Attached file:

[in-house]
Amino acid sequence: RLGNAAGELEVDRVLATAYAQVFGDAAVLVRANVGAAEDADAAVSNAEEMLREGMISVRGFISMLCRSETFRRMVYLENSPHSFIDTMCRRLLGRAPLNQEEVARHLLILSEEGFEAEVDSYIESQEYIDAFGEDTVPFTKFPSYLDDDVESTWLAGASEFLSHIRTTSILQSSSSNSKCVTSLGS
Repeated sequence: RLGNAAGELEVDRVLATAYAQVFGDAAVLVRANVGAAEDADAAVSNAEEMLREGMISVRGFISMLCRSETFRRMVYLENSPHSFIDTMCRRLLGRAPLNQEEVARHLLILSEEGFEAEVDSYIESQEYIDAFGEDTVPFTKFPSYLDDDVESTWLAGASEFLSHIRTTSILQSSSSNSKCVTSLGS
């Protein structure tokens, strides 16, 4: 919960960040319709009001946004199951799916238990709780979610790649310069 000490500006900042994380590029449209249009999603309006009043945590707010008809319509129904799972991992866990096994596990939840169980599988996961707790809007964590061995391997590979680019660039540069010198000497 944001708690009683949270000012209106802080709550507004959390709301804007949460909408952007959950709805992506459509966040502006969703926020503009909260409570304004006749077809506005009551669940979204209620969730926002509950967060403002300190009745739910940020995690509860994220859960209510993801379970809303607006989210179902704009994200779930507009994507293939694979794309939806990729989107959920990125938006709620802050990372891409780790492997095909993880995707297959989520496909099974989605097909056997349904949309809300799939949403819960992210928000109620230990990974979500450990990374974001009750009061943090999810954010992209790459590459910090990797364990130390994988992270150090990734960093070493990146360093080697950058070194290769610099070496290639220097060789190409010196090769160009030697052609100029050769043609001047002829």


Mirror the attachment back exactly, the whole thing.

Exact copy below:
[in-house]
Amino acid sequence: RLGNAAGELEVDRVLATAYAQVFGDAAVLVRANVGAAEDADAAVSNAEEMLREGMISVRGFISMLCRSETFRRMVYLENSPHSFIDTMCRRLLGRAPLNQEEVARHLLILSEEGFEAEVDSYIESQEYIDAFGEDTVPFTKFPSYLDDDVESTWLAGASEFLSHIRTTSILQSSSSNSKCVTSLGS
Repeated sequence: RLGNAAGELEVDRVLATAYAQVFGDAAVLVRANVGAAEDADAAVSNAEEMLREGMISVRGFISMLCRSETFRRMVYLENSPHSFIDTMCRRLLGRAPLNQEEVARHLLILSEEGFEAEVDSYIESQEYIDAFGEDTVPFTKFPSYLDDDVESTWLAGASEFLSHIRTTSILQSSSSNSKCVTSLGS
């Protein structure tokens, strides 16, 4: 919960960040319709009001946004199951799916238990709780979610790649310069 000490500006900042994380590029449209249009999603309006009043945590707010008809319509129904799972991992866990096994596990939840169980599988996961707790809007964590061995391997590979680019660039540069010198000497 944001708690009683949270000012209106802080709550507004959390709301804007949460909408952007959950709805992506459509966040502006969703926020503009909260409570304004006749077809506005009551669940979204209620969730926002509950967060403002300190009745739910940020995690509860994220859960209510993801379970809303607006989210179902704009994200779930507009994507293939694979794309939806990729989107959920990125938006709620802050990372891409780790492997095909993880995707297959989520496909099974989605097909056997349904949309809300799939949403819960992210928000109620230990990974979500450990990374974001009750009061943090999810954010992209790459590459910090990797364990130390994988992270150090990734960093070493990146360093080697950058070194290769610099070496290639220097060789190409010196090769160009030697052609100029050769043609001047002829």